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  • Normann Stadler was the first victim of the day and took advantage of the opportuntiy testing bottle set-ups, shoe covers, wheels, etc. You know a pro-triathlete is exc ited about a test when they show up a half-hour early...for a 7:30am test!


    What about shoe covers? Is there an advantage when you're time-trialing 112-miles? Only Normann knows.


    Why is this man smiling? Maybe it's the confidence in knowing - not guessing - which bike set up will be fastest. Or maybe he's just happy that he'll be going home for a nap soon.


    She'll be doing her first Ironman race in Florida on November 6th. With a flat course in mind, Michellie jumped at the chance to test some bike variations...in this case bottles behind and on her down-tube.


    Where Michellie Jones goes, groupies will follow. We talked Michellie into bringing her silver medal down and, of course, the sport's two biggest geeks couldn't resist getting a photo with the triathlon legend. Roch and Huddle are all smiles while Michellie gracefully grants the photo op.


    Chris Legh saw the wind tunnel test as "free speed". By the smile, we'd say that he found it.


    Heather Fuhr has been in the tunnel on three prior occasions but didn't miss the chance to fine tune her set up for Hawaii. Check out the new K2 - nice paint job!


    On the equipment side of the wrenching, Richard Sawiris came in to help us with our testing. The guru from Wheelbuilder.com proved indispensable...and got himself a photo with Michellie! Nice.

       
     

    Fuhr, Jones, Legh and Stadler Test at Allied Aerospace Low Speed Tunnel

    SAN DIEGO, CA ---- In an effort to gain every possible second in their upcoming Ironman events, professional triathletes Heather Fuhr, Michellie Jones, Chris Legh and Normann Stadler spent a day in San Diego testing with Multisports.com coaches Paul Huddle and Roch Frey at the Allied Aerospace Low Speed Wind tunnel.

    With the Ironman World Championships less than three weeks away, it was the last chance for Fuhr, Legh, and Stadler to make last minute refinements their positions and make final decisions on equipment such as drinking systems and wheels. Fuhr, who will be aiming for her 14th Ironman distance win, remarked “The wind tunnel testing at Allied Aerospace is unparalleled in our sport. I feel like this allowed me to make changes to my position and equipment needs that were not only more beneficial aerodynamically but more efficient in terms of power output and heart rate. Essentially, I was able to find the position on my bike that was the perfect blend of aerodynamics and efficiency.” Fuhr continued, "It's given me the confidence to know that my equipment and position is the best it can be. I no longer have to wonder."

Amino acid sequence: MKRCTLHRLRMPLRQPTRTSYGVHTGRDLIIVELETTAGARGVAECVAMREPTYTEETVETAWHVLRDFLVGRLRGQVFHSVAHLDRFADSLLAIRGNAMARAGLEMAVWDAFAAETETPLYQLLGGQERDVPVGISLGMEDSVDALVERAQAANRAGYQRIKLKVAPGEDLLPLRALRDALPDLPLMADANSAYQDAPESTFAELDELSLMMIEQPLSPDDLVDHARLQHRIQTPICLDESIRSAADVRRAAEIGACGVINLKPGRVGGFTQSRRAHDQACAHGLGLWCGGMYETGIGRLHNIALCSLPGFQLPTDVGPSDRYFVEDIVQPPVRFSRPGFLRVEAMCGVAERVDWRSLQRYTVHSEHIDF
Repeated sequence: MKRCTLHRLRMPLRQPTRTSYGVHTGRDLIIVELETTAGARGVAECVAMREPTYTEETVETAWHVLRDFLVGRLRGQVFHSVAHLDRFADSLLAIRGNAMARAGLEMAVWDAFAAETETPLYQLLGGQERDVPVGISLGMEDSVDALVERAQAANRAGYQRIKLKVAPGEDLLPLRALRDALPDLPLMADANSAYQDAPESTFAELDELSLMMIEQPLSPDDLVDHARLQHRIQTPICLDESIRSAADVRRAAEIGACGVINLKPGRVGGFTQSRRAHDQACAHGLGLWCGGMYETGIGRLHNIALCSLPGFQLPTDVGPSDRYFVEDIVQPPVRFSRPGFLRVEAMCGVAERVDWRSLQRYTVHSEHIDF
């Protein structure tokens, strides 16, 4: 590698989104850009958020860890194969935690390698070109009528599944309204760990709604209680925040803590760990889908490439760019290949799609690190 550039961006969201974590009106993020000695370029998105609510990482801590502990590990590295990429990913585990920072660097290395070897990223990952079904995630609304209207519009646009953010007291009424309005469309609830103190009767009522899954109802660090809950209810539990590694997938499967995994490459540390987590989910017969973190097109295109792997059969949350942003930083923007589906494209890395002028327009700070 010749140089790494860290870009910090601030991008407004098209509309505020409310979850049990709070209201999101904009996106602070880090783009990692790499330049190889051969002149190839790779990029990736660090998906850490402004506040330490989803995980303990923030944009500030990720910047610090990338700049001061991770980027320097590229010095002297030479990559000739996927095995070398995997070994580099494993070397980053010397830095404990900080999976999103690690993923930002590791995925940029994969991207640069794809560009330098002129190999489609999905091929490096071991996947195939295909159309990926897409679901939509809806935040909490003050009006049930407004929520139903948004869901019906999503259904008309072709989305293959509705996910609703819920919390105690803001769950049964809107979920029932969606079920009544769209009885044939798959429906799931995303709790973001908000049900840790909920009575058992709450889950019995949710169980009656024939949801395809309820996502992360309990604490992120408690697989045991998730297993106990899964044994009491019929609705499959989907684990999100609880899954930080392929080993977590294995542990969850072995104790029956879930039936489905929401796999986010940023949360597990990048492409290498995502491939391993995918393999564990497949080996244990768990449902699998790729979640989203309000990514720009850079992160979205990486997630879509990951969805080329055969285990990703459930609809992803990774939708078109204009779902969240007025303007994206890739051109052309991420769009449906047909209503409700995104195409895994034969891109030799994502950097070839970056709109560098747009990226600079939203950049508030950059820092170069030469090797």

Jones, a legend in the Olympic distance triathlon, will be attempting her first long distance effort at Ironman Florida in November. “To have access to the Allied Aerospace Wind Tunnel enabled me to gain valuable knowledge not just about what was more aerodynamic but also provided the opportunity to measure my power output, heart rate, and cadence and drag as well” stated Jones. “All the results were very realistic which is why the Allied Aerospace tunnel is like no other.”

    Using in-house expertise, the engineers at Allied Aerospace designed, fabricated and calibrated a new state-of-the-art balance system to precisely measure the forces acting on the cyclist. The smallest drag effects due to changes in position and equipment for each athlete were precisely measured. The cyclists were also provided with extremely accurate power measurements as well as heartrate, cadence, and road speed. This data was compared for each position or equipment change in order to optimize power-to-drag ratio.

    The athletes were also impressed with the bicycle support system developed by the Allied Aerospace engineers. The front wheel support typically used at other facilities has been eliminated. This removes all interference effects that a support has on the front wheel as well as eliminates all effects that the wake behind these supports would have on the bicycle and cyclist. It also allows the front wheel to move freely similar to on-the-road riding. The support pedestal places the cyclist off the tunnel floor and in the center of the wind tunnel.

    When all the testing was completed for the day Chris Legh summed it up for everyone, “Thanks for all the free speed!”

    For more information on the Allied Aerospace Low Speed Wind Tunnel and to view additional photos from the testing, log on to www.lswt.com. Dates available for upcoming wind tunnel testing opportunities as well as information on coaching and Ironman training camps can be found at www.multisports.com.